Donald McLeish of SNAP Australia Statement on the death of Cardinal Pell

For immediate release January 13, 2023


The surprise death of George Pell came as good news to many survivors of clerical abuse in Australia. SNAP or its network members do not celebrate the death of anyone, even of a man despised and mistrusted by thousands of survivors and supporters in Australia and beyond.


Donald McLeish of SNAP Australia, says “George Pell had become a target and focus for survivors, and seen as the embodiment of the church’s attitude to those sexually abused by clerics, religious brothers and sisters, and lay employees of the Catholic Church in Australia.” The ‘modus operandi’ used worldwide, was to immediately dispel the situation, minimise the damage, and move the perpetrator on to other places where abuse continued almost unabated until recent times.


George Pell was recognised by the Australian Royal Commission into Institutional Responses to Child Sex Abuse, as a witness whose testimony at the very least, left much to be desired. Pell, rather than being instrumental in change as a church senior leader supporting survivors and victims of sexual abuse, adopted even refined, the long-standing Church practice of secrecy, and protecting the institution, seemingly at all costs. Caring for the abused was only to a degree that did not ‘upset the applecart’ or bring discredit to the Church. The hierarchy attitude held more sway than responding to the mental, physical, and spiritual well-being and hurt caused by the sexual abuse.


In the words of one such survivor, “Pell was a sanctimonious, lying sociopath who exhibited no remorse, compassion, empathy, decency, or integrity when questioned about the abuse which happened under his leadership”. Another said, “Bloody relieved, Pell is dead”. This was uttered by a man continuing to deal with the abuse suffered many years ago. Then a gentler comment, “Let’s not condone wrongdoing by honouring those who enabled or concealed wrongdoing”, obviously referring to Pell’s time in Ballarat, and as an Assistant Bishop in Melbourne. An interesting note here is, the Victorian Government (Pell’s home state) will not hold a formal memorial to Pell, the rationale provided is the possible triggering and hurt it may cause.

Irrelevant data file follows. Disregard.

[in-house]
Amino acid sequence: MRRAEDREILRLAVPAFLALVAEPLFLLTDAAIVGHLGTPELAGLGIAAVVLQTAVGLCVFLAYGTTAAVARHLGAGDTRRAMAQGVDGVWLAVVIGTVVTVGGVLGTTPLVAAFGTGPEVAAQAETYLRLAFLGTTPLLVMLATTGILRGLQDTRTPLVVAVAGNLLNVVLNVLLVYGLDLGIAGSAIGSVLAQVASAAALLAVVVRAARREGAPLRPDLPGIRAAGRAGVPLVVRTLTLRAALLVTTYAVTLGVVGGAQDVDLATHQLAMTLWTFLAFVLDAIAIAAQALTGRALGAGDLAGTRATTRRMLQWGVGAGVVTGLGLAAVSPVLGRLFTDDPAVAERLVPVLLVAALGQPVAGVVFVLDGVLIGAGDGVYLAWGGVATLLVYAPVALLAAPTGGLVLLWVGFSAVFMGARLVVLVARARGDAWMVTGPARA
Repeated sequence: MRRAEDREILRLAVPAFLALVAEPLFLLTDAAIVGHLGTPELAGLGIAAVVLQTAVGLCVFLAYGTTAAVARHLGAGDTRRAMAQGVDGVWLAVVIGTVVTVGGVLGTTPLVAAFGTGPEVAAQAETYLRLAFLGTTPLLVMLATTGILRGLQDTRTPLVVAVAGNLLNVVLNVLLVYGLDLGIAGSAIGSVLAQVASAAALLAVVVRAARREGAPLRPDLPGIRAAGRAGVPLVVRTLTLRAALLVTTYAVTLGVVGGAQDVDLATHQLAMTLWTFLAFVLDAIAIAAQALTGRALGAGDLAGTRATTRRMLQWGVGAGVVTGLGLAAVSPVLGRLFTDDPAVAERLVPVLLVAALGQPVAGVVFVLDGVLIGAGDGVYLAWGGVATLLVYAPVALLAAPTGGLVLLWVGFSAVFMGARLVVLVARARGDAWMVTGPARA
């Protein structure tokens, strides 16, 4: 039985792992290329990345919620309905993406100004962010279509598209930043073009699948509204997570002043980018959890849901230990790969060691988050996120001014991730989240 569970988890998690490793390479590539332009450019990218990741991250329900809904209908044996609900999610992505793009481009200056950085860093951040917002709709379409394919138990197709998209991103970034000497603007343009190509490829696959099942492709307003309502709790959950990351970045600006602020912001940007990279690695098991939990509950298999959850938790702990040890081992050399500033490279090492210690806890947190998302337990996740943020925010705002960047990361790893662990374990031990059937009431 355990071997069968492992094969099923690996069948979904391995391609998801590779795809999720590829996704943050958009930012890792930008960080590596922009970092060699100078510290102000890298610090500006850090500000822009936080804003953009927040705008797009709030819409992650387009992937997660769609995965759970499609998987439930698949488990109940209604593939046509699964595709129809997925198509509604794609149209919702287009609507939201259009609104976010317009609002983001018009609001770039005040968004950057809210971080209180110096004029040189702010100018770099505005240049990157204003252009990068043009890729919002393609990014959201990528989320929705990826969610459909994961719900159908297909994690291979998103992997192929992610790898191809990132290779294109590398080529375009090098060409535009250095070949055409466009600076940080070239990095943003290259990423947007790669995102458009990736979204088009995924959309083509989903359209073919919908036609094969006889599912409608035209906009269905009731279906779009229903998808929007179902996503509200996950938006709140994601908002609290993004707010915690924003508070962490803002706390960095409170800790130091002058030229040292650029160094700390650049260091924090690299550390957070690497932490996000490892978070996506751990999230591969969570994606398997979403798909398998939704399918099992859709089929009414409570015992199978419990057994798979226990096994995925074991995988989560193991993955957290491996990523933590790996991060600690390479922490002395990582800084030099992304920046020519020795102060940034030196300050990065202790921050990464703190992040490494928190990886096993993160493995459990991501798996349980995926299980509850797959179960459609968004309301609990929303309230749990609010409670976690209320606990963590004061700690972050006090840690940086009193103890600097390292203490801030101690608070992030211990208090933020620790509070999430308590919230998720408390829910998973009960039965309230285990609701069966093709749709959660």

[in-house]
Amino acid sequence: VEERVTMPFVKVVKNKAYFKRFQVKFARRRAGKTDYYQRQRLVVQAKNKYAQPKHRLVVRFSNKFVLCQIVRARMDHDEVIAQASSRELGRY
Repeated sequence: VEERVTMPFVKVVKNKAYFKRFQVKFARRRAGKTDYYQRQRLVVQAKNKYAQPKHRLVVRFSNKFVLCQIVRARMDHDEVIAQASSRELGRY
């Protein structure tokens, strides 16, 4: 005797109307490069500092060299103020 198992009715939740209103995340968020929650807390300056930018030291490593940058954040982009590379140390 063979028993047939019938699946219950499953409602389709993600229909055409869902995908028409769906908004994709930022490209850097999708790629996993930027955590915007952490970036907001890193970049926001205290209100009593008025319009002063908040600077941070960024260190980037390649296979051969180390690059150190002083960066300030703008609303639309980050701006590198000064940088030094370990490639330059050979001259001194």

It was at this stage George Pell showed his ‘colours’ by not dealing with the paedophile priest Father Searson at the Doveton Parish, directly under his authority. This abuse involved among others, a particular young student at the Parish school Julie Stewart, and her whistle-blowing school principal Graeme Sleeman, whose pleas to the Church were not heard for a further twelve years. Graeme Sleeman’s experience with George Pell and the Church was a crushing blow to him and his family. He never worked in Catholic education again and to date remains frustratingly legally entangled with the Catholic Church. Pell was aware of this, did nothing, and Searson continued abusing for another seven years before his removal. This action followed a parishioners delegation meeting with Pell tragically, five years after the abuse of Julie Stewart.


The Royal Commissioners were scathing of Pell for this inaction, and SNAP members will not forget this mammoth oversight and further enabling of abuse to innocent children.


At that time Pell’s battle with the Foster family formed a significant part of the clerical abuse history in Australia. Emma and Katie Foster, were both abused by Fr. Kevin O’Donnell, a prolific child abuser over the course of 50 years. Some of his crimes including rape were committed during Pell’s tenure as Assistant Bishop. Emma Foster tragically took her life, as numerous victims have done, while Katie lives with the ongoing effects of a car accident resulting from the misuse of alcohol and trauma caused by O’Donnell.


The Royal Commission described the Ballarat abuse situation as a “Catastrophic institutional failure.” It was much more than that, and those victims who have died, many by their own hand, convincingly demonstrate that fact. The survivors who live day to day struggling with flashbacks, PTSD, depression, bipolar disorder, anxiety, addictions, and the list goes on, can verify and confirm the tragedy of the carnage of human dignity and life. All caused by a systemic failure to place human life over the credibility of the institutional Church.

This is the legacy George Pell leaves, and there will be no tears shed by SNAP survivors on his passing. He was one man, there are others, and the fight for justice, compensation, and recognition continues. To echo a comment made in an article by the author of ‘Cardinal’ a book on Pell, by journalist Louise Milligan, we share the summing up of George Pell as she quotes a line from a character in Charles Dickins’s David Copperfield. “Ride on! Rough-shod, if need be, smooth-shod if that will do, but ride on! Ride over all obstacles and win the race.”


Is the race over? SNAP members disagree.




Survivors Network of those Abused by Priests

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SNAP contact in Australia: Donald McLeish, 0411 565 691.


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